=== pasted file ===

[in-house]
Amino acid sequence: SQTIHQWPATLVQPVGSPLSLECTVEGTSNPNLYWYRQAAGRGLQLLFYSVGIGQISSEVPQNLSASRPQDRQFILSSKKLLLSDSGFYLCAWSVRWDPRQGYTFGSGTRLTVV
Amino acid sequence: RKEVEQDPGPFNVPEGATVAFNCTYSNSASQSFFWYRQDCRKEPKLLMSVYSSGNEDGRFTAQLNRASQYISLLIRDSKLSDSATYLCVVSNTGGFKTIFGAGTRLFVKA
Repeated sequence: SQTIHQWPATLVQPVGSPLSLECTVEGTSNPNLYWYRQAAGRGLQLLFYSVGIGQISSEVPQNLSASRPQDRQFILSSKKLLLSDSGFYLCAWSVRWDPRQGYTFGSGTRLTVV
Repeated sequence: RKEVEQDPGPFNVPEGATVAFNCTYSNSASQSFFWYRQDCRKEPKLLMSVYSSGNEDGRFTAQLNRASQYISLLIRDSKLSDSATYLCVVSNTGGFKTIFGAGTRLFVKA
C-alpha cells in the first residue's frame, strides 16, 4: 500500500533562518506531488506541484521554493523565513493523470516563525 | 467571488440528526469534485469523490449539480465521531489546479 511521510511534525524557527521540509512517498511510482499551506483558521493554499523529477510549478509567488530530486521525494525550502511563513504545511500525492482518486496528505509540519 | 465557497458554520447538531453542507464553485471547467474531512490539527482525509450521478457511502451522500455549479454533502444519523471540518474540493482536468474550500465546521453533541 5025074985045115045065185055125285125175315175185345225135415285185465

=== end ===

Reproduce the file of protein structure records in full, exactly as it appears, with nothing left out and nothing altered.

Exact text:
[in-house]
Amino acid sequence: SQTIHQWPATLVQPVGSPLSLECTVEGTSNPNLYWYRQAAGRGLQLLFYSVGIGQISSEVPQNLSASRPQDRQFILSSKKLLLSDSGFYLCAWSVRWDPRQGYTFGSGTRLTVV
Amino acid sequence: RKEVEQDPGPFNVPEGATVAFNCTYSNSASQSFFWYRQDCRKEPKLLMSVYSSGNEDGRFTAQLNRASQYISLLIRDSKLSDSATYLCVVSNTGGFKTIFGAGTRLFVKA
Repeated sequence: SQTIHQWPATLVQPVGSPLSLECTVEGTSNPNLYWYRQAAGRGLQLLFYSVGIGQISSEVPQNLSASRPQDRQFILSSKKLLLSDSGFYLCAWSVRWDPRQGYTFGSGTRLTVV
Repeated sequence: RKEVEQDPGPFNVPEGATVAFNCTYSNSASQSFFWYRQDCRKEPKLLMSVYSSGNEDGRFTAQLNRASQYISLLIRDSKLSDSATYLCVVSNTGGFKTIFGAGTRLFVKA
C-alpha cells in the first residue's frame, strides 16, 4: 500500500533562518506531488506541484521554493523565513493523470516563525 | 467571488440528526469534485469523490449539480465521531489546479 511521510511534525524557527521540509512517498511510482499551506483558521493554499523529477510549478509567488530530486521525494525550502511563513504545511500525492482518486496528505509540519 | 465557497458554520447538531453542507464553485471547467474531512490539527482525509450521478457511502451522500455549479454533502444519523471540518474540493482536468474550500465546521453533541 5025074985045115045065185055125285125175315175185345225135415285185465